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Occupy? Yes. Occupy the Streets, Legislatures, Congress AND the Vote.
Author: Raine    Date: 10/10/2011 13:30:20

I am watching the events of the Occupy movement -- by now, you know that I am watching with a certain amount of skepticism, and hope for its success. It's important. It has great potential. I hope to attend a General Assembly here in DC to further understand the inner workings on a personal level. A friend of mine (Shoq) wrote of them here. It includes a video of how they work, but more importantly, he wrote this:
Those familiar with democracy will recognize the problems of holding such assemblies on a city, state, or national level. You'd need "representatives" to attend them. And dang it all, those are so hard to appoint by consensus in some accountable way. It's been tried. Many times.

Thus, GAs, as they are known, useful on small scales for some kinds of actions or ordinances (like that one above), are lovely exercises in what we might call, a pre-representative democracy.

In practical usage, those often lead to the need for some form of representative democracy, often called a republic. You remember those, right? They're kinda like the United States of America before someone broke it.

I am also watching what is happening with the American Jobs Act which I find equally important. Yesterday, during the President's weekly address, he said this:
Right now, hundreds of thousands of teachers and firefighters and police officers have been laid off because of state budget cuts. This jobs bill will put a lot of these men and women back to work. Right now, there are millions of laid-off construction workers who could be repairing our bridges and roads and modernizing our schools. Why wouldn’t we want to put these men and women to work rebuilding America?
Among the many things the Occupy movement is concerned with, issues like the ones the President spoke of are a large part of of the discussion. They should be. America must start investing not just in it's infrastructure, but also in people to carry out these jobs. We must invest in the services our public sector provides. We must invest in ourselves.

With that said, I heard a disturbing story from the state of Georgia this morning, one that should give pause to everyone on the Occupy movement:
Ga. county considers using inmates to staff firehouses; firefighters would guard the prisoners .... The inmates would have no guard, but would be monitored by a surveillance system and by the traditional firefighters, who would undergo training to guard the inmates. Authorities say one traditional firefighter with correctional training can supervise up to three inmates.

Authorities say the inmate firefighter program could save the county more than $500,000 a year by some estimates. Inmates charged with crimes such as drug offenses and thefts would be eligible.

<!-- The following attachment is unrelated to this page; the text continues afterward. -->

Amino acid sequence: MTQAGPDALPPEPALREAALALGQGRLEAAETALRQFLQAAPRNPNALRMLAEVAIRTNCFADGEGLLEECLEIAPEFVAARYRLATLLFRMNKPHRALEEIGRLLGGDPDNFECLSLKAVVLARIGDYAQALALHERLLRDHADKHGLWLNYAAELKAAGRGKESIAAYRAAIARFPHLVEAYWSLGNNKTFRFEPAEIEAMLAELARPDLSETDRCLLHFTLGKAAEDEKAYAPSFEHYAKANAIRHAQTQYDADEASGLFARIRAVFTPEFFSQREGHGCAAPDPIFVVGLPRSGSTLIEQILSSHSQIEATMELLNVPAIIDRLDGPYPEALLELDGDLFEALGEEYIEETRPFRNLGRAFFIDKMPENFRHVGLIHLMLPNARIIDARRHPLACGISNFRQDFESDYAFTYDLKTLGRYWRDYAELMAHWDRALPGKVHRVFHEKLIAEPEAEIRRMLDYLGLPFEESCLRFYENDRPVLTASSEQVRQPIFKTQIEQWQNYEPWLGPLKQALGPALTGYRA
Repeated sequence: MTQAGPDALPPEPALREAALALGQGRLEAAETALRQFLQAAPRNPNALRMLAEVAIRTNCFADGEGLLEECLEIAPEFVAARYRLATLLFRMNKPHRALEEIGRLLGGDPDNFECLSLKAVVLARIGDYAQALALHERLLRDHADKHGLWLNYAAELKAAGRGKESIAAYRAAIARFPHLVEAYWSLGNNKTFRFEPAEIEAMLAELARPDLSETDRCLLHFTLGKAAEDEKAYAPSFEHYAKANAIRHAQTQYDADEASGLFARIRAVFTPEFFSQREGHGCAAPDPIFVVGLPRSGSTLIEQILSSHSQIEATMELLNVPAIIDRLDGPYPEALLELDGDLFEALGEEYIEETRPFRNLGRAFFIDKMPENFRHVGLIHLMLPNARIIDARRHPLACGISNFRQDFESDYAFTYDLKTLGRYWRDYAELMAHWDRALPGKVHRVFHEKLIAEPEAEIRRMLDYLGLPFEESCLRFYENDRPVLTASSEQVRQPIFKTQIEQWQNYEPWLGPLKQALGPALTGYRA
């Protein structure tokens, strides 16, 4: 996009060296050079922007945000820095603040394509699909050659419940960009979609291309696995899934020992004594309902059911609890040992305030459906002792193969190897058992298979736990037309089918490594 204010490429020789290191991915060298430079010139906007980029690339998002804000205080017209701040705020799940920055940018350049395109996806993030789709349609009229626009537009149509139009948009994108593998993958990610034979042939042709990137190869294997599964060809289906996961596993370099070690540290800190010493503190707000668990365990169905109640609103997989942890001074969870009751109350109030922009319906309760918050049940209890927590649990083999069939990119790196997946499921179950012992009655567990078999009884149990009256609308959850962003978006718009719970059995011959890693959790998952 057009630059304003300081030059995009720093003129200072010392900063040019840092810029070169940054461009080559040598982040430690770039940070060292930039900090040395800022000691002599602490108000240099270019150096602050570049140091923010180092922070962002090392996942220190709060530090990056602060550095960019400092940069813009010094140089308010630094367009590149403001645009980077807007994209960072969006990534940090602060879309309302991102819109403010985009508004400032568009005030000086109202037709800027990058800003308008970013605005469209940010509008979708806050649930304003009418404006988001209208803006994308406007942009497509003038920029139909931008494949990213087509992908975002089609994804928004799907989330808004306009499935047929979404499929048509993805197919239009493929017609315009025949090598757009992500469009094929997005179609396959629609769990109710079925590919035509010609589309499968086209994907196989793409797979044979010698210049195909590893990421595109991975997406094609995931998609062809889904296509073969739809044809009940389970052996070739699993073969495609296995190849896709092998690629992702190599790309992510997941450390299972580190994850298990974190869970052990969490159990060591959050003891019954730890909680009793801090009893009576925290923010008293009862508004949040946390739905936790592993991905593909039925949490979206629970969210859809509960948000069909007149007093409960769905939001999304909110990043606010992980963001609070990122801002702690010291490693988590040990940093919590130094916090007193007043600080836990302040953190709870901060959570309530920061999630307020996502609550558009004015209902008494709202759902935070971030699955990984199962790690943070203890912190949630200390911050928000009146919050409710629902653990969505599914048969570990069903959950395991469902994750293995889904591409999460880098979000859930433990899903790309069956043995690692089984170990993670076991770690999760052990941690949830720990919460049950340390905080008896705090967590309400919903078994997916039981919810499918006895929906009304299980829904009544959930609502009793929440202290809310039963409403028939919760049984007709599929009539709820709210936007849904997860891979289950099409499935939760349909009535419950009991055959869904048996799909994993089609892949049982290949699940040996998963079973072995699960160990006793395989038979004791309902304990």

We must start electing officials not just on the Federal levels. It must change in towns, counties and state levels. The American Jobs Act will help people get back to work, but until people realize that we must regain control of our republic again, we will all be inmates to a broken system. Protesting is critical, but organizing and voting is even more important.

Someone in a Georgia county thinks saving money is more important than its citizens' safety. They believe that firefighters should also serve as corrections officers just to save a few dollars. I've nothing against inmate rehabilitation, nor do I not believe in redemption for those that have served time. All across the nation, elected officials are asking teachers and public sector workers to take pay cuts. In the meantime, our President is pushing for a real jobs act that will help these very people, and instead, in every level of government occupid by the GOP, they are asking the poorer among us, the unemployed, the middle class to shoulder the sacrifice that the top 1% can easily make.

If they believed in a true democratic republic, the top 1% would help to shoulder the burden the 99% is currently being crushed under. Our nation's history has proved time and time again, when the richest among us have given just a little bit more for the greater good of our democracy, the country thrived. In order for the Occupy movement to work, Americans must deliver elected officials all over the nation that will enact the policies they want changed. Easy it will not be, not with the likes of the Koch brothers and the Art Pope's of this world; Not with Citizens United; Not with REDMAP -- these people and strategies and real, and exist solely for the top 1%. They will fight every step of the way on every level of government. It's not hopeless; if we can get people back to work, see the Occupy movement organize beyond, as Shoq put it, 'pre-democracy' we still have a fighting chance to see the country improve. This will take working together in many arenas.

Otherwise, we'll all end up like those inmates. In my opinion, that just a step above slavery. Anger and frustration are good and righteous, but it will take more than that to change this nation. It takes organization, focus and willingness. This is why I will go to see a general assembly this week.

We must make sure Congress (and any legislative body across nation) is occupied with people that truly care about the 99% of America who I suspect, the founding fathers were most concerned with. If Americans can occupy streets all across the country, they can occupy the vote come election day.

and
Raine

55 comments (Latest Comment: 10/11/2011 02:21:38 by clintster)
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